Working Partner Update: Berkeley Ecology Center

Cities addressing plastic pollution and contamination of US recyclable materials are taking aim at single-use disposable plastic foodware. Berkeley, Calif. is considering the most aggressive legislation among actions in six other US cities.

The Berkeley City Council will soon consider the Disposable Foodware and Litter Reduction Ordinance, the most ambitious and comprehensive piece of municipal legislation in the US aimed at reducing single-use disposable foodware.

Berkeley’s proposed legislation builds on a wave of similar city ordinances, including in Santa CruzAlamedaDavis, SeattleFt. Myers Beach, and Malibu, that have been passed in response to troubling global levels of plastic pollution.

Berkeley’s Ordinance goes further than all prior initiatives, requiring that: 1) only reusable foodware can be used for dine-in service, 2) all takeout foodware must be approved as recyclable or compostable in the City’s collection programs, 3) food vendors charge customers $0.25 for every disposable beverage cup and $0.25 for every disposable food container provided, and 4) disposable compostable straws, stirrers, cup spill plugs, napkins, and utensils for take-out are provided only upon request by the customer or at a self-serve station.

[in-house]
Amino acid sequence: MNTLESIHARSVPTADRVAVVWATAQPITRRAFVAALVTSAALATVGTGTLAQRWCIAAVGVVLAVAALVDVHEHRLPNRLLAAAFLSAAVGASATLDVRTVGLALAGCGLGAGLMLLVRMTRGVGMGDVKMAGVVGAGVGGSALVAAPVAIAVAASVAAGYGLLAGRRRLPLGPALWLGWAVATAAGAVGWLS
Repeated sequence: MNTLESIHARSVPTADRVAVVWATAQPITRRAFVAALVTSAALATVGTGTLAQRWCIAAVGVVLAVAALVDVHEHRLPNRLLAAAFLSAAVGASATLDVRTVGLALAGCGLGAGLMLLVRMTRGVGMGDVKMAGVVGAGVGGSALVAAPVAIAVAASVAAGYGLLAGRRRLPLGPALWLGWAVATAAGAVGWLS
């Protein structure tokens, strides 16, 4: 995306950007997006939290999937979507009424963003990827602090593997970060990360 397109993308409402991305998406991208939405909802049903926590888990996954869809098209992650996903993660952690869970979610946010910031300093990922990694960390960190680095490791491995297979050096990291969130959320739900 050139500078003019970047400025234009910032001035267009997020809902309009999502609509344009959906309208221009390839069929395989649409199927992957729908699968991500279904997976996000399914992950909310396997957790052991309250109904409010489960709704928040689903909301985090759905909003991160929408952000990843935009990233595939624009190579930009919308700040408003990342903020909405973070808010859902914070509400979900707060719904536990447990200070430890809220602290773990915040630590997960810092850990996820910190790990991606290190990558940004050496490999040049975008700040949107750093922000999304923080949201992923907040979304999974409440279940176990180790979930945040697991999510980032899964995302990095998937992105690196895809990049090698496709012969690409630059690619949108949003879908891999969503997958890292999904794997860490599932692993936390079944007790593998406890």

For full article see Berkeley Ecology Center’s press release.

Photo Credit: Berkeley Ecology Center.

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Follow Neil Seldman:
Neil Seldman

Neil Seldman, Ph.D, directs the Waste to Wealth Initiative. He specializes in helping cities and businesses recover increasing amounts of materials from the waste stream and add value to the local economy through new processing and manufacturing facilities. He is a co-founder of the Institute for Local Self-Reliance.